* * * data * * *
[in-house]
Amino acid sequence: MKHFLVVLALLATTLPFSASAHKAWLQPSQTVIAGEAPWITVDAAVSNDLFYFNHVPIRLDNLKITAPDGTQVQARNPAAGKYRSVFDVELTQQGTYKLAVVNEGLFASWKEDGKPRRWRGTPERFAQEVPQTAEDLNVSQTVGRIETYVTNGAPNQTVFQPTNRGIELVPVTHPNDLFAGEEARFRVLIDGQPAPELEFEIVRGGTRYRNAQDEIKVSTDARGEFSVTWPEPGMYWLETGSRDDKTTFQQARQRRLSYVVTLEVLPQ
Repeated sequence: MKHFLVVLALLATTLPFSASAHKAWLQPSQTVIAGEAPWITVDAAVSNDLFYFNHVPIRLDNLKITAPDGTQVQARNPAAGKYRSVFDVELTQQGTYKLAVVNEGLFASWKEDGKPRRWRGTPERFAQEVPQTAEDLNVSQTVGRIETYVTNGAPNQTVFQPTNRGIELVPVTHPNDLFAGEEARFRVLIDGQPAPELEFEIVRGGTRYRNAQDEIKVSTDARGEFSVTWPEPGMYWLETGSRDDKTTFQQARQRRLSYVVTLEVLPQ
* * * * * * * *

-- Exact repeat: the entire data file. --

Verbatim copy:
[in-house]
Amino acid sequence: MKHFLVVLALLATTLPFSASAHKAWLQPSQTVIAGEAPWITVDAAVSNDLFYFNHVPIRLDNLKITAPDGTQVQARNPAAGKYRSVFDVELTQQGTYKLAVVNEGLFASWKEDGKPRRWRGTPERFAQEVPQTAEDLNVSQTVGRIETYVTNGAPNQTVFQPTNRGIELVPVTHPNDLFAGEEARFRVLIDGQPAPELEFEIVRGGTRYRNAQDEIKVSTDARGEFSVTWPEPGMYWLETGSRDDKTTFQQARQRRLSYVVTLEVLPQ
Repeated sequence: MKHFLVVLALLATTLPFSASAHKAWLQPSQTVIAGEAPWITVDAAVSNDLFYFNHVPIRLDNLKITAPDGTQVQARNPAAGKYRSVFDVELTQQGTYKLAVVNEGLFASWKEDGKPRRWRGTPERFAQEVPQTAEDLNVSQTVGRIETYVTNGAPNQTVFQPTNRGIELVPVTHPNDLFAGEEARFRVLIDGQPAPELEFEIVRGGTRYRNAQDEIKVSTDARGEFSVTWPEPGMYWLETGSRDDKTTFQQARQRRLSYVVTLEVLPQ